Modulating and addressing interactions in polymer colloids using light†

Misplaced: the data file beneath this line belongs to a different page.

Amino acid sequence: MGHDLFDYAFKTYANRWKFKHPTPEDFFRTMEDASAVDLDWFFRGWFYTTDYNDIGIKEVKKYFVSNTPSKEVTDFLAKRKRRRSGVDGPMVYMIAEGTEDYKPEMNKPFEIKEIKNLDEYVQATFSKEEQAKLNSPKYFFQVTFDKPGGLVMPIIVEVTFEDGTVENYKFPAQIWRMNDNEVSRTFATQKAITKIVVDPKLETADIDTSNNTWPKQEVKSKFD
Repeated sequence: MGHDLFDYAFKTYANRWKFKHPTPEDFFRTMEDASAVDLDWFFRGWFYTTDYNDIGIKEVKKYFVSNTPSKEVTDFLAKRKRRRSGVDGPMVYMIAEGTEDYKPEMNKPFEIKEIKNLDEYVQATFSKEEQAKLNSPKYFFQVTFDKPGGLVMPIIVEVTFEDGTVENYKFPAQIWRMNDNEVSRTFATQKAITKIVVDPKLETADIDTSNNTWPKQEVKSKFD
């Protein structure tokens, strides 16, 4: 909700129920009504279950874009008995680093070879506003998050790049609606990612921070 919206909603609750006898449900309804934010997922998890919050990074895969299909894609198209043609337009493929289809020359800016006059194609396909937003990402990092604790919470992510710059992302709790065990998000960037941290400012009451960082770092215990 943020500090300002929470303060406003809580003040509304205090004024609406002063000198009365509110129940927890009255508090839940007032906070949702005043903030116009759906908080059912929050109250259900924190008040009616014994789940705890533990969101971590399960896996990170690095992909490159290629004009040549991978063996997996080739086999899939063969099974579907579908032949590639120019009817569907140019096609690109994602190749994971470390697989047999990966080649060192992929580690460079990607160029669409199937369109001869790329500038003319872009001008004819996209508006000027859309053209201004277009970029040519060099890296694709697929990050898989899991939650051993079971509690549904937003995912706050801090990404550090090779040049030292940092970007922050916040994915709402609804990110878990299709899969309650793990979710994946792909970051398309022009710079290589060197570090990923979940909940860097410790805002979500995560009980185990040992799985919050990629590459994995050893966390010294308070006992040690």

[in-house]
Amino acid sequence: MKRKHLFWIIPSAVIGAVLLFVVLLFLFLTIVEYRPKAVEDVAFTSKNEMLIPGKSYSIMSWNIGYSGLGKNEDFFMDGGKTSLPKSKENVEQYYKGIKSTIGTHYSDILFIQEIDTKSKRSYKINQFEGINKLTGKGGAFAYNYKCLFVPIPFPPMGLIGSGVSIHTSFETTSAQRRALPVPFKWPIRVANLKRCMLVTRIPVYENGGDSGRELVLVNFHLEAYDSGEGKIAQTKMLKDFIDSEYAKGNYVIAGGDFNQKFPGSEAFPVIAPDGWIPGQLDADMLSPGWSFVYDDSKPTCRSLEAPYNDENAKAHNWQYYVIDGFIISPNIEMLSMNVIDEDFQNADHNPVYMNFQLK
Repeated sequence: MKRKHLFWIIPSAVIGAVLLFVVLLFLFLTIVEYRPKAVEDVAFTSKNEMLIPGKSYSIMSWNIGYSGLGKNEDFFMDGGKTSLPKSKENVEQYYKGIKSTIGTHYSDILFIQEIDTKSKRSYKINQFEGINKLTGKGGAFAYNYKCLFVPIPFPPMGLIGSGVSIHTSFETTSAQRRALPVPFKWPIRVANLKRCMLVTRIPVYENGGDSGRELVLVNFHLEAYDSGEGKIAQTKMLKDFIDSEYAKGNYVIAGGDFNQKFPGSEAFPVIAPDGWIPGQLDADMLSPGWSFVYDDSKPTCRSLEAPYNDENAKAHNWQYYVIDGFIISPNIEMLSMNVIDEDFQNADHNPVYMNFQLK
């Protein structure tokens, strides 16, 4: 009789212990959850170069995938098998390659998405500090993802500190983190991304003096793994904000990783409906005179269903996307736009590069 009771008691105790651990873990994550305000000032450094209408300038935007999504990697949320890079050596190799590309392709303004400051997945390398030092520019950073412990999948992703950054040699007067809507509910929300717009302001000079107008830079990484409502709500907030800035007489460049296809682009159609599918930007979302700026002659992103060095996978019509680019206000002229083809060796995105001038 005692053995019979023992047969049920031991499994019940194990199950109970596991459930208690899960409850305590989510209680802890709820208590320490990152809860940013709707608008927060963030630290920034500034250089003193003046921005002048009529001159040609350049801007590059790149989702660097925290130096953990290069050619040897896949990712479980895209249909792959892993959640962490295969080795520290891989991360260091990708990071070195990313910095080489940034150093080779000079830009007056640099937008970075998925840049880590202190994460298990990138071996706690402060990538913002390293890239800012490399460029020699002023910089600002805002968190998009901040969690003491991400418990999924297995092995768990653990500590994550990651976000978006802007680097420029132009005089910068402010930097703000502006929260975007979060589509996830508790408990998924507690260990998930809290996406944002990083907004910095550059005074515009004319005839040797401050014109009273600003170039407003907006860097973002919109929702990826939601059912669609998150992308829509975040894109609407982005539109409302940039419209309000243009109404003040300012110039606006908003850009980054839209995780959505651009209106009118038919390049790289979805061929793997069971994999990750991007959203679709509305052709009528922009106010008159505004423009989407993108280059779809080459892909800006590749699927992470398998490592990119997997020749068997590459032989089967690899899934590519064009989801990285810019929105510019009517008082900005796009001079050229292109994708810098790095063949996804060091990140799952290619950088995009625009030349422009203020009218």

DNA-mediated linkages between colloidal particles enable controlled assembly and, by virtue of the sharp thermal binding–unbinding transition, provide a mechanism to create switchable structures. However, bulk thermal heating limits switching times to tens of seconds or more. We show that the timescale can be reduced to milliseconds by using light to dynamically control interactions among DNA-coated colloidal particles. We dye particles, such that when they are uniformly illuminated with unfocused light with a wavelength in the absorption band of the dye, they locally heat. We show that the interactions can be reversibly switched by modulating the light intensity. By using multiple dyes and different wavelengths of light, we independently address interactions between different sets of particles. Calculations show that light-driven heating produces local temperature gradients around the constituent particles that build up and dissipate on timescales of milliseconds, and experiments show that particle interactions can be modulated on timescales of 50 ms or less. This light-driven control is straightforward to implement in existing DNA-coated colloidal systems and opens the door to sequential and non-equilibrium assembly schemes.